A flood of cheap Androids is pushing down smartphone prices, giving users hope of long-overdue price relief.
A leading tech futurist predicted the cost of these devices was headed below $100 in response to consumer demand.
“The vast majority just want something that does the job, looks good, doesn’t embarrass them and is easy enough to use,” futurist Morris Miselowski told The New Daily.
“They really want the functions, they want the form, and they want something that is relatively inexpensive.”
This forecast was in line with that of a global research firm, which in August reported “steadily falling” prices. The International Data Corporation (IDC) report confirmed its earlier prediction of a price war “to the bottom”, with global averages projected to fall from US$297 to US$241 by the year 2018.
“While premium phones aren’t going anywhere, we are seeing increasingly better specs in more affordable smartphones. Consumers no longer have to go with a top-of-the-line handset to guarantee decent hardware quality or experience,” IDC mobile phone research manager Melissa Chau said in a statement last year.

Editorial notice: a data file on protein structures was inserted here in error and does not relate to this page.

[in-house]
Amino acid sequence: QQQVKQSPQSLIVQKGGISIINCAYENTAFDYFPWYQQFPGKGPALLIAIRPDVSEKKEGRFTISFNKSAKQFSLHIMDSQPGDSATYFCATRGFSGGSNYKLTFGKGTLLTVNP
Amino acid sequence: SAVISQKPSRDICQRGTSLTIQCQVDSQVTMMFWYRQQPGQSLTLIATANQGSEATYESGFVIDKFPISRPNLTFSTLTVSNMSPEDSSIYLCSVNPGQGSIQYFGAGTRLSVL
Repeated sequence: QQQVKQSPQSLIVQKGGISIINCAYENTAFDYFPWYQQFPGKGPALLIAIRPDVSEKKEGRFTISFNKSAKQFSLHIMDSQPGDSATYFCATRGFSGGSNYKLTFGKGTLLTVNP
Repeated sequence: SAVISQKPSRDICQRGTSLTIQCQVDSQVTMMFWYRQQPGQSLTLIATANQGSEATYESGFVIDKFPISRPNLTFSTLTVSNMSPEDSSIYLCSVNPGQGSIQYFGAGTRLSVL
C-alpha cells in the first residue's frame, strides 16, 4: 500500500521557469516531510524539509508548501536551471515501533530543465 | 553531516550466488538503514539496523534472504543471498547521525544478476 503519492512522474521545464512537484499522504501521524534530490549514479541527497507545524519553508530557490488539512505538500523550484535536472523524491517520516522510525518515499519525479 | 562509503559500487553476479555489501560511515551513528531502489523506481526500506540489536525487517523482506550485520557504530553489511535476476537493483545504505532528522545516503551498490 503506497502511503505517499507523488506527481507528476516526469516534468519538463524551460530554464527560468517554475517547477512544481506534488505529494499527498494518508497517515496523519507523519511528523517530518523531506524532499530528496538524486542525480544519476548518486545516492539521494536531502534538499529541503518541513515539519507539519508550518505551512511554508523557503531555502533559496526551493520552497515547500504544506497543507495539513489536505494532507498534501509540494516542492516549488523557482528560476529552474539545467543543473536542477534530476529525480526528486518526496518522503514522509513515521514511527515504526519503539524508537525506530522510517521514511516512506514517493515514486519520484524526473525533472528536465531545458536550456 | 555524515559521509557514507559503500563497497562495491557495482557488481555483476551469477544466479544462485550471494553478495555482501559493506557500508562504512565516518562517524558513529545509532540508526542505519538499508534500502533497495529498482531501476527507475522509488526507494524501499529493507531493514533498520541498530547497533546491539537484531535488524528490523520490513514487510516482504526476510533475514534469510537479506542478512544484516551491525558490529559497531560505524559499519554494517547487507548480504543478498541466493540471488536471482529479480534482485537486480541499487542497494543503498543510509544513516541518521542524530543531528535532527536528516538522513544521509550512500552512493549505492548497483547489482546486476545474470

“The biggest question now is how much lower can prices go?”
Three devices prove the trend
Last month a company co-founded by former Apple boss John Sculley unveiled a new device with a decidedly un-Apple price tag.
The Obi Worldphone SF1 will sell for $329 without skimping on features. It is “probably one of the best designed Android phones at any price”, a tech analyst wrote for TIME Magazine.
The New Daily recently reviewed another of these cheaper Android devices, the Motorola Moto G, and found it to be reasonably priced at $369, especially because it was water resistant.
Another cheap August release was the OnePlus 2, which will retail in two versions for $329 and $389. It does not run Android, but has likewise been heralded as one of the best low cost, high performance phones on the market.
Good news for consumers
This trend towards more affordable smartphones was welcomed by consumer advocacy group, the Australian Communications Consumer Action Network (ACCAN).
“Not everyone can pay up to a thousand dollars for a high-end iPhone or Samsung Galaxy smartphone. Some may not be able to afford these. Increased competition in the marketplace will help to push prices down,” ACCAN spokesman Luke Sutton told The New Daily.
“We welcome this development because it means that more Australian consumers will be able to access affordable smartphones.”
Bad news for iPhone users
All this is good news for Android and other non-Apple users. Just don’t expect the iPhone to get cheaper.
There are rumours the cheapest model will retail for just over $1000, with the premium version costing more than $1500, Dutch blog TechTastic reported.
This is because the premium market of Apple devotees is “much more valuable” to the company than chasing market share in the bargain market, research firm IDC speculated in August.